A recent thread, called "Men's Strategies [for dancing in Buenos Aires]" on Tango-L got me thinking about the codigos again. Austin isn't Buenos Aires, and my expectations are, for the most part, adjusted accordingly. I'm not making a character judgment based on whether a dancer follows the codigos. (I know that might seem hard to believe after reading some of my posts, but it's true.) And I'm not offended or hurt or angry when a gentleman doesn't walk me off the pista after a tanda.
But here's something to keep in mind from a dancer on Tango-L, regarding this particular aspect of the milonga codes:
"Sometimes the friendships are so familiar and casual that the man does not escort [the follower] back to her chair.. However, I find that if the man really appreciates and enjoys the tanda he had with me, his final and most all-encompassing thank you and sign of respect and appreciation is to escort me all the way back to my seat, not just to the aisle. Typically, they hold your hand the whole way back to the seat or leave their arm around your waist, it is a very flattering way to let you know that you are a Diosa (goddess). Even what appears to be some very rustic men, maybe from the Provincias, extend this incredible courtesy, as though the woman has just performed her heart out for him and has to be assisted back to her seat to recover...very nice... how often do we see this in communities outside of BsAs....not so much...."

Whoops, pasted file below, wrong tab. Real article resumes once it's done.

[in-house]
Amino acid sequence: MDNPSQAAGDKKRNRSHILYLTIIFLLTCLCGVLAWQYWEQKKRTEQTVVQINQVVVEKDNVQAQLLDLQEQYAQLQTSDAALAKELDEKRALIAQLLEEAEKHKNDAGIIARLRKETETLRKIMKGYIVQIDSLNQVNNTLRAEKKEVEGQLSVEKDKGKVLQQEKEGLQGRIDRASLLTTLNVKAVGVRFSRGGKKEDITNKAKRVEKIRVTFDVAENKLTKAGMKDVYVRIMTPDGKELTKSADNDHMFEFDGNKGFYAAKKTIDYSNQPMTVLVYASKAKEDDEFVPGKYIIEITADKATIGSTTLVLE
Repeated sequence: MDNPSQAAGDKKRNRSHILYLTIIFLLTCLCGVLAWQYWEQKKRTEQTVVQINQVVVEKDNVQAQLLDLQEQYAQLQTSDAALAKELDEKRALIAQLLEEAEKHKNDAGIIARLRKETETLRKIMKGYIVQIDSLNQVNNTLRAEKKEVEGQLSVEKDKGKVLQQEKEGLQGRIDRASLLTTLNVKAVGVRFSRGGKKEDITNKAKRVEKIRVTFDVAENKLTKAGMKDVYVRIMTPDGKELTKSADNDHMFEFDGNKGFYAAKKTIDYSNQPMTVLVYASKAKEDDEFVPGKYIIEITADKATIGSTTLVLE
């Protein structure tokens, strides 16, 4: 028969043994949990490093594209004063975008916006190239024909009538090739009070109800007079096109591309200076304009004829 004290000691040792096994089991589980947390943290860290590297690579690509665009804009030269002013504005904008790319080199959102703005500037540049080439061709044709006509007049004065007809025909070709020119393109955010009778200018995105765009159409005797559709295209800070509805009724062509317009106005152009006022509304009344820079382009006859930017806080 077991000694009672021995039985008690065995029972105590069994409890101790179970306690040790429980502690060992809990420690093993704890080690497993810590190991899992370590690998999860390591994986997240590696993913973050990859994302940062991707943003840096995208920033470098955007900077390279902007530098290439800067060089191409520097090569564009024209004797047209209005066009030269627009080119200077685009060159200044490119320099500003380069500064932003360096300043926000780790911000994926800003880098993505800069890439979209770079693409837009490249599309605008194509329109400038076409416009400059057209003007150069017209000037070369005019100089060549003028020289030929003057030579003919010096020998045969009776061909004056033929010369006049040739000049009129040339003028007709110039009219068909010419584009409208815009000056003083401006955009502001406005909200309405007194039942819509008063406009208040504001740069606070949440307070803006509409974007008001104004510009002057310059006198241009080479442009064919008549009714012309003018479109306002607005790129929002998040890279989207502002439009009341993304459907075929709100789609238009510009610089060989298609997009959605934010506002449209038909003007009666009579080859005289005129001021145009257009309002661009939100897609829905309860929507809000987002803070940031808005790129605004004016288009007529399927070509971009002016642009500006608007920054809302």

Some gentlemen leave me in the middle of the pista after a tanda, which doesn't particularly make me feel one way or another about him (unless it's very, very abrupt.) Like I said, it's not that I think it's rude - it's just not, well, . . . anything. Then there are a few men who walk me back to my seat (our milongas don't really have more than one row of seating), holding my hand and making me feel like I'm valued and cared for. Followers remember that kind of thing.
So really, I'm just asking . . . Which tanguero would you rather be?